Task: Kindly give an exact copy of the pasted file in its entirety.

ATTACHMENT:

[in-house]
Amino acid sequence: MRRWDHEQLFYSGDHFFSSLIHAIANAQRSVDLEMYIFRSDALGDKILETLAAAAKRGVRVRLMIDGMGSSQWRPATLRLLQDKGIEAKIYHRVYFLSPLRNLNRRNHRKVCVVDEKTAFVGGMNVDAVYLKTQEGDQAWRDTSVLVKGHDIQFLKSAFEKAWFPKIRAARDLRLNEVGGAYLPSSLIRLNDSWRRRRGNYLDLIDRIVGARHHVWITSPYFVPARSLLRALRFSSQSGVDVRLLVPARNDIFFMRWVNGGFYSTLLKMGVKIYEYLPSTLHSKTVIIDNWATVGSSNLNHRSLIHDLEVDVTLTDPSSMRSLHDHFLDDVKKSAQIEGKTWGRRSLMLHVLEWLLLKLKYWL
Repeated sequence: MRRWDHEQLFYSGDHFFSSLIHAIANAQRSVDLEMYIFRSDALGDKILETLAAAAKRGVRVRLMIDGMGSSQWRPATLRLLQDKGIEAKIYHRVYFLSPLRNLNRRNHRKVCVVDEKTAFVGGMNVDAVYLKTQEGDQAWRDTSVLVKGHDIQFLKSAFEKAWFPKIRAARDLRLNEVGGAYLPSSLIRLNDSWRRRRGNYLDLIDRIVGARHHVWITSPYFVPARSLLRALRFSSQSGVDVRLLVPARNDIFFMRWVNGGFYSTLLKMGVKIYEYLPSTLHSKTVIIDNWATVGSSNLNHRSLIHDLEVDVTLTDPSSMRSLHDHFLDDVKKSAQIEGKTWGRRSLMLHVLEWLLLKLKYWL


[in-house]
Amino acid sequence: MRRWDHEQLFYSGDHFFSSLIHAIANAQRSVDLEMYIFRSDALGDKILETLAAAAKRGVRVRLMIDGMGSSQWRPATLRLLQDKGIEAKIYHRVYFLSPLRNLNRRNHRKVCVVDEKTAFVGGMNVDAVYLKTQEGDQAWRDTSVLVKGHDIQFLKSAFEKAWFPKIRAARDLRLNEVGGAYLPSSLIRLNDSWRRRRGNYLDLIDRIVGARHHVWITSPYFVPARSLLRALRFSSQSGVDVRLLVPARNDIFFMRWVNGGFYSTLLKMGVKIYEYLPSTLHSKTVIIDNWATVGSSNLNHRSLIHDLEVDVTLTDPSSMRSLHDHFLDDVKKSAQIEGKTWGRRSLMLHVLEWLLLKLKYWL
Repeated sequence: MRRWDHEQLFYSGDHFFSSLIHAIANAQRSVDLEMYIFRSDALGDKILETLAAAAKRGVRVRLMIDGMGSSQWRPATLRLLQDKGIEAKIYHRVYFLSPLRNLNRRNHRKVCVVDEKTAFVGGMNVDAVYLKTQEGDQAWRDTSVLVKGHDIQFLKSAFEKAWFPKIRAARDLRLNEVGGAYLPSSLIRLNDSWRRRRGNYLDLIDRIVGARHHVWITSPYFVPARSLLRALRFSSQSGVDVRLLVPARNDIFFMRWVNGGFYSTLLKMGVKIYEYLPSTLHSKTVIIDNWATVGSSNLNHRSLIHDLEVDVTLTDPSSMRSLHDHFLDDVKKSAQIEGKTWGRRSLMLHVLEWLLLKLKYWL